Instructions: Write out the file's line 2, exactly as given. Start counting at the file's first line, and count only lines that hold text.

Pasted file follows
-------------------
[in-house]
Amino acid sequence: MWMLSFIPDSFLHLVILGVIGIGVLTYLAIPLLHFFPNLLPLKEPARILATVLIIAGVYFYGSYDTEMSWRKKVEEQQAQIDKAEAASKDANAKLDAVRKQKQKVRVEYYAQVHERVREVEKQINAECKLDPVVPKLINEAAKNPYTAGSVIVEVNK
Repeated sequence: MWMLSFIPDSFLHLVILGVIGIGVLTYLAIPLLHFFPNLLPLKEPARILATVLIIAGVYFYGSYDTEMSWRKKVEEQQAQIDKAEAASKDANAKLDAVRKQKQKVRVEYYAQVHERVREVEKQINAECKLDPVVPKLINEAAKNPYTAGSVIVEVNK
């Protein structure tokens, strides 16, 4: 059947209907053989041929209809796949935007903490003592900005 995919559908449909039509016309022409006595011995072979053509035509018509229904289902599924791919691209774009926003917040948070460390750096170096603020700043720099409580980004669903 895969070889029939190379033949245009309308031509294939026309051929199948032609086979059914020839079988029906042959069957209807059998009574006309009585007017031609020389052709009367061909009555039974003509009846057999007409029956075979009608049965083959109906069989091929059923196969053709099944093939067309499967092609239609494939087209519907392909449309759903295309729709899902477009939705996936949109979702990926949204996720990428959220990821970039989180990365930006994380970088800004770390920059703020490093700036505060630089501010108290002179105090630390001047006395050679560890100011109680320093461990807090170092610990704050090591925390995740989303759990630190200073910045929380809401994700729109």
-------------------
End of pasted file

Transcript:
Amino acid sequence: MWMLSFIPDSFLHLVILGVIGIGVLTYLAIPLLHFFPNLLPLKEPARILATVLIIAGVYFYGSYDTEMSWRKKVEEQQAQIDKAEAASKDANAKLDAVRKQKQKVRVEYYAQVHERVREVEKQINAECKLDPVVPKLINEAAKNPYTAGSVIVEVNK